Retrograde seconds
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  1. #1
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    Retrograde seconds

    I am smitten by one of Blancpain's releases at Baselworld 2012 -- a Villeret ultraslim. It has a retrograde seconds subdial in which the hand travels an approximately 120 degree arc for 30 seconds then slams back to starting point to continue this process.

    Attachment 1021009

    I'd welcome please any information about a retrograde seconds function, specifically its origin (is it just a nifty alternative to a simple 360 degree subseconds dial or does it have some advantage?) and more importantly, its risk of failure and requirement for more frequent servicing.

    I'm not having much luck with general web searches, so any links to such description(s) would be appreciated.

    Thanks in advance for any enlightenment. BTW, in accordance with the general consensus re proper decorum as expressed in Mr Shameless' recent thread, I will come back and express gratitude as should be expected.

  2. #2
    Member brrrdn's Avatar
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    Re: Retrograde seconds

    I don't have more information about the retrograde seconds, but I have this Longines with 60sec retrograde. Watching the second hand jump is hypnotic :p

    Attachment 1021128
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  3. #3
    Member GETS's Avatar
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    Re: Retrograde seconds

    I have two watches with the retrogrde seconds function - the Longines and the Breguet. I can tell you that I have had no issues with either watch and neither have I heard that the retrograde function is more susceptible to issues. I think the reason why there is nothing on Google about this is because there are no issues to report?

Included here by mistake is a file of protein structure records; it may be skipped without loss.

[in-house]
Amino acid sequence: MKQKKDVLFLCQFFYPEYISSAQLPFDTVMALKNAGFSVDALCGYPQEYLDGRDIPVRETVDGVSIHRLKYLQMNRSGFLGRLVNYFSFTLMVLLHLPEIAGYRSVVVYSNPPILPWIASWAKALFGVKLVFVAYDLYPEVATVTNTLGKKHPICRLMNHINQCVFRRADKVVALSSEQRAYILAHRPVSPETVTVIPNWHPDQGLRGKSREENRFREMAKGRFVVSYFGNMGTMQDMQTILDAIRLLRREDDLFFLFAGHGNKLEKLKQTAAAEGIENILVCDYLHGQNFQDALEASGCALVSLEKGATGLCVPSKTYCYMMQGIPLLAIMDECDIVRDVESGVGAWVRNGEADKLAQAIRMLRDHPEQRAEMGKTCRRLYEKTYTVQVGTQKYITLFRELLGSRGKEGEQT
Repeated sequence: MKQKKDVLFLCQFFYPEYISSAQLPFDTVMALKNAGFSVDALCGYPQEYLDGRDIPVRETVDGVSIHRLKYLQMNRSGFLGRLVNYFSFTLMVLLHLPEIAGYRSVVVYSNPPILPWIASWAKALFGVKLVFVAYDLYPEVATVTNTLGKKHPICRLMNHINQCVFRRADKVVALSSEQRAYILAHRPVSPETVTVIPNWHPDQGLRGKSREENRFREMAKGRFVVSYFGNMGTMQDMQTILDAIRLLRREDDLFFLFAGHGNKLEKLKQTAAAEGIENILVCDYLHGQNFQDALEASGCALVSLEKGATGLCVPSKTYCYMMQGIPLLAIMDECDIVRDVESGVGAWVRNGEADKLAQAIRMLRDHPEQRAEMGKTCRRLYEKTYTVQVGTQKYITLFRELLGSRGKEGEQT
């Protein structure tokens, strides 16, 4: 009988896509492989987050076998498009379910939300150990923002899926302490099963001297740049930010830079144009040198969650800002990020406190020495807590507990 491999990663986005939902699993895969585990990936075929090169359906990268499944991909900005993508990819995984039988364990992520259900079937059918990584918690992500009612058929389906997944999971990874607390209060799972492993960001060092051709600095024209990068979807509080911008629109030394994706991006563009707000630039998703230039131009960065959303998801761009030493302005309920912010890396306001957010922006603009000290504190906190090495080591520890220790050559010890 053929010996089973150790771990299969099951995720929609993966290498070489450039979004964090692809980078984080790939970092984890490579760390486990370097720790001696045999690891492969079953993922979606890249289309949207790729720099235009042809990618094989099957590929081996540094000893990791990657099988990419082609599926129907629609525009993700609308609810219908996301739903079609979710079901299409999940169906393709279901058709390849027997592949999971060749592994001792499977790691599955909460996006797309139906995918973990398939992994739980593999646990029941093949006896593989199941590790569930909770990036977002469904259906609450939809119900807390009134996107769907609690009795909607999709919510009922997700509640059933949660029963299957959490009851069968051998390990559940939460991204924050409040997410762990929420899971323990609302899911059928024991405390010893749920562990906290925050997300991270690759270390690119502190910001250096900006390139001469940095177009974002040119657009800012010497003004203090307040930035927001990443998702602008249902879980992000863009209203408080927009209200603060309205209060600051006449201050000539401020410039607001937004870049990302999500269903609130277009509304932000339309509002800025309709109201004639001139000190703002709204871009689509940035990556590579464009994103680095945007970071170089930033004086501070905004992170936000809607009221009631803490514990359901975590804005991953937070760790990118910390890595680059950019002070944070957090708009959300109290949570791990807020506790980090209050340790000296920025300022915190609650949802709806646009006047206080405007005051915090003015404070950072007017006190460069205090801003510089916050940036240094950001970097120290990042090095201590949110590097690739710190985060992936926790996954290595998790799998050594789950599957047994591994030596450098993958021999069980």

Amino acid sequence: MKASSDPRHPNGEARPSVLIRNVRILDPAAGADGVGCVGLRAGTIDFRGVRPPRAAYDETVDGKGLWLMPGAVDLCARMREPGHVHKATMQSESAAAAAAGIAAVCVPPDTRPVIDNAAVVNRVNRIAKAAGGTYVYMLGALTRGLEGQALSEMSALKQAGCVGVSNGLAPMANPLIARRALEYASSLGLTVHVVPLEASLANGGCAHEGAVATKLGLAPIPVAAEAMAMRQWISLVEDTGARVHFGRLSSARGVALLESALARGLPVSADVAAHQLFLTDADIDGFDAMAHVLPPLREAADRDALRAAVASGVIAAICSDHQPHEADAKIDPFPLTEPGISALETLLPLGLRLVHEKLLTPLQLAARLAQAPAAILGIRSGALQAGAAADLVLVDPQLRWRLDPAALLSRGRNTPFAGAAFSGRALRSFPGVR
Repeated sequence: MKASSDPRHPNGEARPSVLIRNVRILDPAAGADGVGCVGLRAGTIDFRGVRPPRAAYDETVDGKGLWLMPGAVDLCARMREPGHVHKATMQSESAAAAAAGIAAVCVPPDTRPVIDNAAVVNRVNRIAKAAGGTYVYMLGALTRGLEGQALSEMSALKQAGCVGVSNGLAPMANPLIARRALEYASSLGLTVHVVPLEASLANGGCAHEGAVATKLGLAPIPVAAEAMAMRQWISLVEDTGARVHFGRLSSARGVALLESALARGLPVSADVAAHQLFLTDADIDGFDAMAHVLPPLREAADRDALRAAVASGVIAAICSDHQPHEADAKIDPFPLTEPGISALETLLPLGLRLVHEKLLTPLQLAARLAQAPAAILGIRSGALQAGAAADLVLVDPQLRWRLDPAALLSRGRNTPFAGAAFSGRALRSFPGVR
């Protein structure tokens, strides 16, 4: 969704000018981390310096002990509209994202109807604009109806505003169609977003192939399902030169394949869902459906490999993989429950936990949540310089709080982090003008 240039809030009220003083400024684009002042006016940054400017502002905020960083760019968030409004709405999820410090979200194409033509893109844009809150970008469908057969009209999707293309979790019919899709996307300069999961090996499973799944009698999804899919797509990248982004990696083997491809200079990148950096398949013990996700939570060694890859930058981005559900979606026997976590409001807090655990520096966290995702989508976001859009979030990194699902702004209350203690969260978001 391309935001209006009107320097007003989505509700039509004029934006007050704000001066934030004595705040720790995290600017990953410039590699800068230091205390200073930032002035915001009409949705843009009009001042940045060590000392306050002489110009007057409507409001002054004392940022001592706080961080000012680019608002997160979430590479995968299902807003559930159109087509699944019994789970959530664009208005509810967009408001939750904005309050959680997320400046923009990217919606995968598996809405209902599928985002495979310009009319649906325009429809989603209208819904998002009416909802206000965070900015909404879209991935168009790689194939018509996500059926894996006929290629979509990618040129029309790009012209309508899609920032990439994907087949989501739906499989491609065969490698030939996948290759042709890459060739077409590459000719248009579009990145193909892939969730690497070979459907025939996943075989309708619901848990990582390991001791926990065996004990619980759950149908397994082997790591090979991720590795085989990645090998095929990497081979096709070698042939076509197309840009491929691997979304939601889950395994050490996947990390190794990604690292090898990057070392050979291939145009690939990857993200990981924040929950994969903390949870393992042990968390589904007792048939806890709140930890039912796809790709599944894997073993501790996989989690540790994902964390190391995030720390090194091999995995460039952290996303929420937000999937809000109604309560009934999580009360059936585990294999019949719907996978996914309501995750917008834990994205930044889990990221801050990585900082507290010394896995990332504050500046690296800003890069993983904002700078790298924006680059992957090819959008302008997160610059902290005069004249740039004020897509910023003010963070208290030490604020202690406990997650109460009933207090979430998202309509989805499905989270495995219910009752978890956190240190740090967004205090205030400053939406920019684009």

I think the only advantage of retrograde functions is that they generally take up less dial space than the alternative.
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  5. #4
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    Re: Retrograde seconds

    Quote Originally Posted by brrrdn View Post
    I don't have more information about the retrograde seconds, but I have this Longines with 60sec retrograde. Watching the second hand jump is hypnotic :p
    I must agree to the hypno attraction of it, for sure. Entertainment value and probably something best avoided while driving through school zones, I imagine.

    Quote Originally Posted by GETS View Post
    I have two watches with the retrogrde seconds function - the Longines and the Breguet. I can tell you that I have had no issues with either watch and neither have I heard that the retrograde function is more susceptible to issues. I think the reason why there is nothing on Google about this is because there are no issues to report?

    I think the only advantage of retrograde functions is that they generally take up less dial space than the alternative.
    I agree (and the lack of complaints is promising). I was trying to find a schematic that shows how mechanically it differs from a traditional gear train (I'd imagine the gear continues to turn constantly in the same direction; I wonder what causes the hand to snap back to the starting point). And I was wondering from whence the idea and design originated.

    The economy of space also makes sense, especially where the hand pivots on the Longines down at the very bottom of the dial, but in looking at the Blancpain, it appears that there would be enough room for a traditionial full dial, which makes me wonder if it's just an interesting novelty for that sake alone.

    Thanks to both of you for the replies.
    Last edited by aardvarkbark; March 24th, 2013 at 21:37.

  6. #5
    Member mpalmer's Avatar